Traumatic brain injury (TBI) releases a cascade of inflammatory cytokines. Vagal nerve stimulation (VNS) and ghrelin have known anti-inflammatory effects; furthermore, ghrelin release is stimulated by acetylcholine. We hypothesized VNS decreases post-TBI inflammation through a ghrelin-mediated mechanism. TBI was created in five groups of mice: sham, TBI, TBI/ghrelin, TBI/VNS, and TBI/VNS/ghrelin receptor antagonist (GRa). Serum and tissue ghrelin, and serum TNF-α were measured. Ghrelin increased following VNS 2 h post-TBI compared to sham or TBI. At 6 h, TBI and TBI/VNS/GRa had increased TNF-α compared to sham while TBI/VNS and TBI/ghrelin had TNF-α level comparable to sham. The highest ghrelin was measured in stomach where TBI decreased ghrelin in contrast to an increase by VNS. In conclusion, VNS increased serum ghrelin and decreased TNF-α following TBI. This was abrogated with GRa. Our data suggests that ghrelin plays an important role in the anti-inflammatory effects of VNS following TBI.
traumatic brain injury; inflammation; vagus nerve; ghrelin; neuroenteric axis
Erythropoietin (EPO) and its receptor (EPOR), essential for erythropoiesis, are expressed in the nervous system. Recombinant human EPO treatment promotes functional outcome after traumatic brain injury (TBI) and stroke, suggesting that the endogenous EPO/EPOR system plays an important role in neuroprotection and neurorestoration. This study was designed to investigate effects of the EPOR on histological and functional outcomes after TBI. Experimental TBI was induced in adult EPOR-null and wild-type mice by controlled cortical impact. Neurological function was assessed using the modified Morris Water Maze and footfault tests. Animals were sacrificed 35 days after injury and brain sections stained for immunohistochemistry. As compared to the wild-type injured mice, EPOR-null mice did not exhibit higher susceptibility to TBI as exemplified by tissue loss in the cortex, cell loss in the dentate gyrus, impaired spatial learning, angiogenesis and cell proliferation. We observed that less cortical neurogenesis occurred and that sensorimotor function (i.e., footfault) was more impaired in the EPOR-null mice after TBI. Co-accumulation of amyloid precursor protein (axonal injury marker) and calcium was observed in the ipsilateral thalamus in both EPOR-null and wild-type mice after TBI with more calcium deposits present in the wild-type mice. This study demonstrates for the first time that EPOR null in the nervous system aggravates sensorimotor deficits, impairs cortical neurogenesis and reduces thalamic calcium precipitation after TBI.
cell proliferation; erythropoietin receptor null; mouse; sensorimotor; spatial learning; traumatic brain injury
Traumatic injury to the brain (TBI) results in a complex set of responses involving various symptoms and long-term consequences. TBI of any form can cause cognitive, behavioral and immunologic changes in later life, which underscores the problem of underdiagnosis of mild TBI that can cause long-term neurological deficits. TBI disrupts the blood–brain barrier (BBB) leading to infiltration of immune cells into the brain and subsequent inflammation and neurodegeneration. TBI-induced peripheral immune responses can also result in multiorgan damage. Despite worldwide research efforts, the methods of diagnosis, monitoring and treatment for TBI are still relatively ineffective. In this review, we delve into the mechanism of how TBI-induced central and peripheral immune responses affect the disease outcome and discuss recent developments in the continuing effort to combat the consequences of TBI and new ways to enhance repair of the damaged brain.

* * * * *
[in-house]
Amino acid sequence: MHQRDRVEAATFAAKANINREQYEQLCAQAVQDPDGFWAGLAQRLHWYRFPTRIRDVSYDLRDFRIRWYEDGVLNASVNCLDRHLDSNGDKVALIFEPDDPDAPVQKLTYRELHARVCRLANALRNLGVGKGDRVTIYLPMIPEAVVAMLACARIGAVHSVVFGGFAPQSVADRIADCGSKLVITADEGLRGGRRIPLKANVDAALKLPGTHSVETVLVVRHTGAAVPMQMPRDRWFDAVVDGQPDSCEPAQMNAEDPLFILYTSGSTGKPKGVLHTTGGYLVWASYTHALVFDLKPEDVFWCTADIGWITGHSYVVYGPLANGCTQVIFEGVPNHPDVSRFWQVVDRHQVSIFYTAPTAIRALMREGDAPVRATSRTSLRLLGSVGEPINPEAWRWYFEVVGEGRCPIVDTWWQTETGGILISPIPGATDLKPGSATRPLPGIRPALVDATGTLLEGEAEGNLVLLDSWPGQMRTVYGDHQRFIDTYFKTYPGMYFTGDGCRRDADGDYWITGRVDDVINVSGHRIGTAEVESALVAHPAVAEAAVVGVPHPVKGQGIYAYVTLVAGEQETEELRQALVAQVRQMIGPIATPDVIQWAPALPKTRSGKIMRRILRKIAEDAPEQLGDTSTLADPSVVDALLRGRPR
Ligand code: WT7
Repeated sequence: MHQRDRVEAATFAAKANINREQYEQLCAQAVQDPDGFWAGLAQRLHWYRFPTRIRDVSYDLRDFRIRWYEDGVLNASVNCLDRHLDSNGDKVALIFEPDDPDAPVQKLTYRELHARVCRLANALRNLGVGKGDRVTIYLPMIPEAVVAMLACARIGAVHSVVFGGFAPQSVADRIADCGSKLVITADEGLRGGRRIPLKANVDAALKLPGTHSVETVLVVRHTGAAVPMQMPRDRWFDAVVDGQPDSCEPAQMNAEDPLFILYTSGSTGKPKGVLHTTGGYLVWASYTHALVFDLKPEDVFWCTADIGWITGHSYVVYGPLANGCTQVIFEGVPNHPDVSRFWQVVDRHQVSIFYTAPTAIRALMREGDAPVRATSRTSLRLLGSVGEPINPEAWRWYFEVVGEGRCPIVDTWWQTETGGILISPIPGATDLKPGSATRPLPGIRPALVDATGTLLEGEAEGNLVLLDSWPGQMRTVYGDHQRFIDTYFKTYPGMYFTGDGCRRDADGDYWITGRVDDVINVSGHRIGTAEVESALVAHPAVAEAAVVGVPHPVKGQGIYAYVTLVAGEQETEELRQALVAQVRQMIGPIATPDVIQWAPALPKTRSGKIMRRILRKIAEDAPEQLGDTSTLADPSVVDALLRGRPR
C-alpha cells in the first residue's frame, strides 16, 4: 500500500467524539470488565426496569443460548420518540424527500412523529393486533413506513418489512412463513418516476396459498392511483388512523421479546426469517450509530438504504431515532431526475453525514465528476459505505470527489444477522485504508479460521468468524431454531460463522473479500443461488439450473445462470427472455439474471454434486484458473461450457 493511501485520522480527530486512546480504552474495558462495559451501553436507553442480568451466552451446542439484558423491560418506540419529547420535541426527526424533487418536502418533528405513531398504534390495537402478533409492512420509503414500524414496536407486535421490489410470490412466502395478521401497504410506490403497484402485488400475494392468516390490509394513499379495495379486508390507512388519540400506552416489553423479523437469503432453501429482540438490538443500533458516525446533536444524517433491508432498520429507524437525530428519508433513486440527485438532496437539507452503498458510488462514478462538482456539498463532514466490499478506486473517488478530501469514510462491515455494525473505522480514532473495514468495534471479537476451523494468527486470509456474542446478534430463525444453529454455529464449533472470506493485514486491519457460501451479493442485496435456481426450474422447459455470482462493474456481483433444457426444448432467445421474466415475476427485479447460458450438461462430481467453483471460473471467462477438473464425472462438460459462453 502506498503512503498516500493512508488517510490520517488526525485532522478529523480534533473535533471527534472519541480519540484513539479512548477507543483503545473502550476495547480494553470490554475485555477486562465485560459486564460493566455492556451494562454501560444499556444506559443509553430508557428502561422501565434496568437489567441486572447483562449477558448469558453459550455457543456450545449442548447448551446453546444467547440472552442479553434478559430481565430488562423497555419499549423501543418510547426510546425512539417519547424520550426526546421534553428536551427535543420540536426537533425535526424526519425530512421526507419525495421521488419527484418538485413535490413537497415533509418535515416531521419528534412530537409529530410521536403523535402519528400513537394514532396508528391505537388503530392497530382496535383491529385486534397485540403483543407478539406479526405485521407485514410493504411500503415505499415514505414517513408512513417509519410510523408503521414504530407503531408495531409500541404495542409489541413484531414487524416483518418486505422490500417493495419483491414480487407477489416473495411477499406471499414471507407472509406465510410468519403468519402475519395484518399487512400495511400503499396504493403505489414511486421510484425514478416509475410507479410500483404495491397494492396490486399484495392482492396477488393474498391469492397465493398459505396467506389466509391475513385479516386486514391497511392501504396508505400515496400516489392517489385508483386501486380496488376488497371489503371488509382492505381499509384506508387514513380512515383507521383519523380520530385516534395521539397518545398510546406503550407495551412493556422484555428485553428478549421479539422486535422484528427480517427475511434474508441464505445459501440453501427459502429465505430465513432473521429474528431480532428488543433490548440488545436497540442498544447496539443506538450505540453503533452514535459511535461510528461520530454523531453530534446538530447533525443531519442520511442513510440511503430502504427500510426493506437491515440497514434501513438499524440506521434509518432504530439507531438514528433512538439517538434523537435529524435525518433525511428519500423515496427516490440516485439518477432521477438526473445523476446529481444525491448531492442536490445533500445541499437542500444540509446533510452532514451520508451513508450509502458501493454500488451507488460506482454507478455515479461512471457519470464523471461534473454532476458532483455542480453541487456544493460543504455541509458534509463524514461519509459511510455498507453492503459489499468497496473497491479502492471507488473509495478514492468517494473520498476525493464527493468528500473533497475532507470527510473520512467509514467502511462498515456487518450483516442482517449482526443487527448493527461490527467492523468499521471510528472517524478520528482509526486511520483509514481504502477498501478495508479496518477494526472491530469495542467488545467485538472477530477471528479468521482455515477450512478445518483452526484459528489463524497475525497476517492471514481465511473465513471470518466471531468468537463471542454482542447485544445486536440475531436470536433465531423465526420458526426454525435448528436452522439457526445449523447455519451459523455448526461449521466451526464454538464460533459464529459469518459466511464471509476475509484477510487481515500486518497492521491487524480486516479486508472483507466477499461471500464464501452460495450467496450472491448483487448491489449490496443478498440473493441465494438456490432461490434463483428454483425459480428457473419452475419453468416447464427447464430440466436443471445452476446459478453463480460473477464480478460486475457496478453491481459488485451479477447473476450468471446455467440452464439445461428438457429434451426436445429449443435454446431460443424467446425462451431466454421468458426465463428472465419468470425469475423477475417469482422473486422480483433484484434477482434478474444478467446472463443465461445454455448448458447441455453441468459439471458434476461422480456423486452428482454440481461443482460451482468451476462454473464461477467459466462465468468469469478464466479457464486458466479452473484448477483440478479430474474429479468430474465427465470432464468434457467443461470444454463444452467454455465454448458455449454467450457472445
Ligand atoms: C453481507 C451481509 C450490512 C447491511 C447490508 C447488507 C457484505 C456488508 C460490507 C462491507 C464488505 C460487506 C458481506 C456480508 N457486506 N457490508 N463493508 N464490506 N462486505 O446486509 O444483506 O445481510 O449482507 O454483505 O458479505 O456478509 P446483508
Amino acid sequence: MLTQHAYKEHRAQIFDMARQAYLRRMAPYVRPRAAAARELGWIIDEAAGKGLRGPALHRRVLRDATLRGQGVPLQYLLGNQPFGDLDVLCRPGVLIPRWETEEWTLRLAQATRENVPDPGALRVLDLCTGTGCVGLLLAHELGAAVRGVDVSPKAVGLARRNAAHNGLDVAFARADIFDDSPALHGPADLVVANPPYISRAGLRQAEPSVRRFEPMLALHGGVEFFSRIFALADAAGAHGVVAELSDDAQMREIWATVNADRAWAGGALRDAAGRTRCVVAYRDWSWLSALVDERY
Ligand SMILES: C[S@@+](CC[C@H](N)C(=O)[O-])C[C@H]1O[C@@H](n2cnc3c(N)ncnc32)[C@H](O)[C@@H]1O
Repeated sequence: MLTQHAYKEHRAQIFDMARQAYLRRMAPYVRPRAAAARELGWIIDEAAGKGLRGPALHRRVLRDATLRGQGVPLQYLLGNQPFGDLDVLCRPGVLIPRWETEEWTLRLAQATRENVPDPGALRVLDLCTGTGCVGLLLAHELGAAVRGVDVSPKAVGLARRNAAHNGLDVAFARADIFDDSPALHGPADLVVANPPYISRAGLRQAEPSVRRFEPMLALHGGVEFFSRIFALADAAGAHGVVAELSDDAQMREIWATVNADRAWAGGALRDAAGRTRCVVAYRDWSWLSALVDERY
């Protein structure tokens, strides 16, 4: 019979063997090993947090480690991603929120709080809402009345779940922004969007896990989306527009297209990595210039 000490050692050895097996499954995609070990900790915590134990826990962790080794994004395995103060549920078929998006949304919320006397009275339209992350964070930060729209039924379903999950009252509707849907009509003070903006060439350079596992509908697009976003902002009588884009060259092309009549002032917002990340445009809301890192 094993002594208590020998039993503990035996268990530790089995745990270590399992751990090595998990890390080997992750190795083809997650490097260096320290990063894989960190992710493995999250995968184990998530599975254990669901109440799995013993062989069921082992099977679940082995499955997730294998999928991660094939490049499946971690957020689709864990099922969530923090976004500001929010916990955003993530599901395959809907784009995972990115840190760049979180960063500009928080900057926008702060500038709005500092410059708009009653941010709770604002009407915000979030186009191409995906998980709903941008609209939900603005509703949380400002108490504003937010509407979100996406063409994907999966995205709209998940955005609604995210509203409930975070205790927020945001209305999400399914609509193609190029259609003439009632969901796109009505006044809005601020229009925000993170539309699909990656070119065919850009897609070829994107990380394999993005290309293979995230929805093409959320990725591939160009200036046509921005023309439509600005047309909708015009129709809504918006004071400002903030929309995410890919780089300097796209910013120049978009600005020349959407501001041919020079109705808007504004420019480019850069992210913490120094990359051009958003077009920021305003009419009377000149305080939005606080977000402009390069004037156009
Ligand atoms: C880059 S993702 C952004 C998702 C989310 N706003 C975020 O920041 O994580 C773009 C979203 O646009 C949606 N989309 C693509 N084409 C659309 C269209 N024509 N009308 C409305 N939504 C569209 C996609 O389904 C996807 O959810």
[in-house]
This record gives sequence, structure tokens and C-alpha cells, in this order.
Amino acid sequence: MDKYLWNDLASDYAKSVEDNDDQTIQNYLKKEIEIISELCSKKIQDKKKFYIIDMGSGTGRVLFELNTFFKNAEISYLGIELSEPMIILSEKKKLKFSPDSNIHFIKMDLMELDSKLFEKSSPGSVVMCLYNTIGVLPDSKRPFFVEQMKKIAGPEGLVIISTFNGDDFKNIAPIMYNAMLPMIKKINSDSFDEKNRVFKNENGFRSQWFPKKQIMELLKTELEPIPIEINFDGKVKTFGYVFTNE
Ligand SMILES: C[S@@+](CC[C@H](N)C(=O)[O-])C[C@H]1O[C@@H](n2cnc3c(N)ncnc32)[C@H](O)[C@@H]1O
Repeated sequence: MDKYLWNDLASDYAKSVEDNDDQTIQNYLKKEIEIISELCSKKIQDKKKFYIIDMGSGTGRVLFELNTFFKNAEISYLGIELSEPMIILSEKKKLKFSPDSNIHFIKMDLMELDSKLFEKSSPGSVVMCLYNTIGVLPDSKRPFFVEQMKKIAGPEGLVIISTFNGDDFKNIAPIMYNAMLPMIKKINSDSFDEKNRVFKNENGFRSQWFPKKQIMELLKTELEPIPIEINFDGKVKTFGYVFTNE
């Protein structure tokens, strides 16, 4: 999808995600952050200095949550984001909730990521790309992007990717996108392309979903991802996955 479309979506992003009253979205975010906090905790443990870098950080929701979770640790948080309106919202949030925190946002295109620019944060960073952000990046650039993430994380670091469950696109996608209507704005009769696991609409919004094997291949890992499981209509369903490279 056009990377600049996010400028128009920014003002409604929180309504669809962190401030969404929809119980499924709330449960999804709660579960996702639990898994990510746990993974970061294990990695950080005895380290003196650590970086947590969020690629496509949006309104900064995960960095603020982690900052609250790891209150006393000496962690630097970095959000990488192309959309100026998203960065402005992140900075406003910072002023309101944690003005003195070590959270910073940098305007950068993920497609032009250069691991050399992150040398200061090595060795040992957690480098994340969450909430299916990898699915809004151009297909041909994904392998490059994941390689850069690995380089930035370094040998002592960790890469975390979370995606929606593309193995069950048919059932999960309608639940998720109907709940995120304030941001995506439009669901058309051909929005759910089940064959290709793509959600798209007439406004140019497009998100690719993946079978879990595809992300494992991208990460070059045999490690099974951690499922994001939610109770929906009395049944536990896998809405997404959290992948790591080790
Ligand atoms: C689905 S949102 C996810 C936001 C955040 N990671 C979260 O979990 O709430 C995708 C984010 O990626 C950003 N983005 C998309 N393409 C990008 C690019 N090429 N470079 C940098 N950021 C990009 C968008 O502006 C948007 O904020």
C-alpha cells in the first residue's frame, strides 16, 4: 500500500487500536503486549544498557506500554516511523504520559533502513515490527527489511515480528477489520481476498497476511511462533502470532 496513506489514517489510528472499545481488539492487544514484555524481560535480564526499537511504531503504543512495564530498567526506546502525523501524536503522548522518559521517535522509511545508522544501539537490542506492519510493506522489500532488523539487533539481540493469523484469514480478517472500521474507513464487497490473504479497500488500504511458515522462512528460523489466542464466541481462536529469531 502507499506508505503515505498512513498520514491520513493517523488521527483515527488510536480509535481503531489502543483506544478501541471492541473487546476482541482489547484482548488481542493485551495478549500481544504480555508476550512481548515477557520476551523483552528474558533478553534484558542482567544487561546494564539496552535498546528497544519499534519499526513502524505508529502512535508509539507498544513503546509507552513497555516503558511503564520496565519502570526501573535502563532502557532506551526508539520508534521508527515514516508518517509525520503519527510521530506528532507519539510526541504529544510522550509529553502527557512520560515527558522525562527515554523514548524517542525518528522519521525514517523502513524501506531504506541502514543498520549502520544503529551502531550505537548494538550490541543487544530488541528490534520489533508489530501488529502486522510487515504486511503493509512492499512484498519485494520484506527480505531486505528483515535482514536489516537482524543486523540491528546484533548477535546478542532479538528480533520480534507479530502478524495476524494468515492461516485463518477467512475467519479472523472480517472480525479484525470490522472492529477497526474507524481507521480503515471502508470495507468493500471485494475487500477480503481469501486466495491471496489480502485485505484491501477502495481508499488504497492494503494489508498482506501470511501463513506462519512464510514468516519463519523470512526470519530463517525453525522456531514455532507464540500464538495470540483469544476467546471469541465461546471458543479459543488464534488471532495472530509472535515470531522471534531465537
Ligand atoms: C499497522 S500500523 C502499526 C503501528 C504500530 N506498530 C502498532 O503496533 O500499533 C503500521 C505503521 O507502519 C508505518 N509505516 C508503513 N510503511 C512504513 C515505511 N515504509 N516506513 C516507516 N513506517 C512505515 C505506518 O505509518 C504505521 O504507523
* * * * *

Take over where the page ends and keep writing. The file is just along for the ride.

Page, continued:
Traumatic brain injury; Blood–brain barrier; Neuroinflammation; Cytokines; Chemokines; Stem cells
Apoptosis contributes to delayed neuronal cell death in traumatic brain injury (TBI). To investigate if Bax plays a role in neuronal cell death and functional outcome after TBI, Bax gene disrupted (null) mice and wild type (WT) controls were subjected to the controlled cortical impact (CCI) model of TBI. Motor function in WT and Bax null mice was evaluated using the round beam balance and the wire grip test on days 0–5. Spatial memory was assessed using a Morris Water Maze adopted for mice on days 14–18 post injury. For histopathological analysis, animals were sacrificed 24 hrs and 21 days post injury. In all three behavioral tests, the sham and TBI-injured Bax null mice performed significantly worse than their WT sham and TBI-injured counterparts. However, Bax null mice exhibited a higher percentage of surviving neurons in the CA1 and CA3 regions of hippocampus measured at 21 days post injury. Twenty four hours after trauma, Bax null mice had fewer TUNEL positive cells in the CA1 and dentate regions of hippocampus as compared to WT mice suggesting that deletion of the Bax gene ameliorates hippocampal cell death after TBI. Sham-operated Bax null mice had significantly greater brain volume as compared to WT mice. Thus, it is possible that Bax deficiency in the transgenic mice produces developmental behavioral effects, perhaps due to Bax’s role in regulating cell death during development.
TBI; transgenic mice; Bax; apoptosis